Terre Haute - Level Below: Terre Haute Mysterious World of Finance. Illustrator: Aleksandra Krasutskaya
Pilots always seem both spiffy and reliable, so maybe that’s why when Mayor Duke Bennett throws out the acronym, it casts a spell of complacency on those who should be helping the average citizen understand what’s going on with local finance. When it’s spelled out, PILOT equals “payment in lieu of taxes.”
Of course, we understand what the phrase means. What ‘s puzzling is how it’s connected to the sewage disposal system. The mayor assures us that PILOT fees are common, and that’s the truth. However, in other municipalities, PILOT is associated with either federal property or property owned by non-profits. This makes sense: because these kinds of property aren’t subject to local property taxes, they can be asked, or even volunteer, to make payments instead of taxes in order to cover the costs of services they get from the city. As Wikipedia explains it, “these entities enjoy the same level of service the rest of the residents of the given city or county enjoy. These services include fire, police, sewer, trash collection, etc. It is argued that asking some, or all, nonprofits to pay taxes, either voluntarily, or via statutory measures, would help offset some of these costs and ease the strain on local budgets.”
If you look at the third item on this list of services, you’ll see why we’re puzzled by the Terre Haute use of the PILOT concept. Instead of imposing fees on non-tax paying entities for sewer services, the city is moving funds from the sewage disposal budget into the general fund and calling them PILOT fees.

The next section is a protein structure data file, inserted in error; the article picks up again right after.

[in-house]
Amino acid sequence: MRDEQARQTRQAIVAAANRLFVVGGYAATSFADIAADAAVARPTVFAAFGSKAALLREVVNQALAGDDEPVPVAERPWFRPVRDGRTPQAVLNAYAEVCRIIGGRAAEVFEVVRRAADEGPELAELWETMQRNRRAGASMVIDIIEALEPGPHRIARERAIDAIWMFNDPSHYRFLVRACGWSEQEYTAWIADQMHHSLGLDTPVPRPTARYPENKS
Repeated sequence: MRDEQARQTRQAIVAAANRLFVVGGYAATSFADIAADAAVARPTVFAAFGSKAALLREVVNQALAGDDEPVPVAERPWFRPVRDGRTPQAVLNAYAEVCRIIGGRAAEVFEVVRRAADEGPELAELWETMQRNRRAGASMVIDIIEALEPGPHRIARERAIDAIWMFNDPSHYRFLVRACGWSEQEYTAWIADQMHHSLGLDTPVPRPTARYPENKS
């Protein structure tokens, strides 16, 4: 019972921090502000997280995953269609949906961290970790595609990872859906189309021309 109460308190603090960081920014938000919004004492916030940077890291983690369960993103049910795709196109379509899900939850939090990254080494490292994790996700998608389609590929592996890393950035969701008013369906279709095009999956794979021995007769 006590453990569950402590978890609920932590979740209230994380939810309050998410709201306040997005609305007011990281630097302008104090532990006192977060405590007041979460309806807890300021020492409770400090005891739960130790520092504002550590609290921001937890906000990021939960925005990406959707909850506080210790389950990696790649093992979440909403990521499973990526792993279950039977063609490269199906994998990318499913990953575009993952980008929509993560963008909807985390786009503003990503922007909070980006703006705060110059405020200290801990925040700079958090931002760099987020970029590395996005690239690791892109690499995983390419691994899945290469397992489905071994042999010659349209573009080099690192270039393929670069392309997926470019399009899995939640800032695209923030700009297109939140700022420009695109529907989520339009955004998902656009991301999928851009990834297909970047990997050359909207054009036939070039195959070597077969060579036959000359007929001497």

Something seems wrong here. Terre Haute residents pay a fee for sewage disposal. What justifies reallocating this money as a PILOT fee? This sewage fee is not optional and might accurately be called a tax since tax is defined as “a compulsory contribution to state revenue, levied by the government.” So a tax is being turned into a payment in lieu of taxes. It’s just as magical as turning waste into diesel fuel.
It’s even worse that the city comptroller, Leslie Ellis, acts as if it’s no problem that these so-called PILOT funds are not “assessed” through any standard formula. Miraculously, each year they become the amount needed to balance the city budget! (On paper, anyway.)
Terre Haute - Level Below: Terre Haute Mysterious Mechanisms of Sewage Fees. Illustrator: Aleksandra Krasutskaya
Ellis told Tribune Star reporter Sue Loughlin that $5 million dollars from sewer user fees was budgeted to balance the general fund. However, the $5 million won’t be allowed to turn into PILOT fees if revenue requirements for the sanitary district aren’t met. The Indiana Finance Authority overseeing the State Revolving Fund from which Terre Haute has received loans to finance the sewage treatment plant sets these requirements. So now a storm water fee must be implemented to cover the revenue requirements.
Councilman Neil Garrison has helpfully supplied a map showing how the storm water fee affects people who aren’t in the city. Actually, it sounds as if their payment would be more like a PILOT. They don’t pay city taxes, so covering the cost of storm drainage would be a payment in lieu of the portion of those taxes that provide sewage disposal. Of course, then the problem is that PILOT is supposed to be a mutually agreed upon contribution, not an imposed fee – that’s a tax!
Instead of bandying around the term PILOT and insisting that it is a legal way to move taxpayer money around, why doesn’t the city try to get a PILOT program such as other towns have? It would be more fiscally useful if Terre Haute acquired funds through payment in lieu of taxes from Indiana State University and Union Hospital. These two entities remove a lot of property from the tax rolls. What are they paying for the use of the municipal sewer system?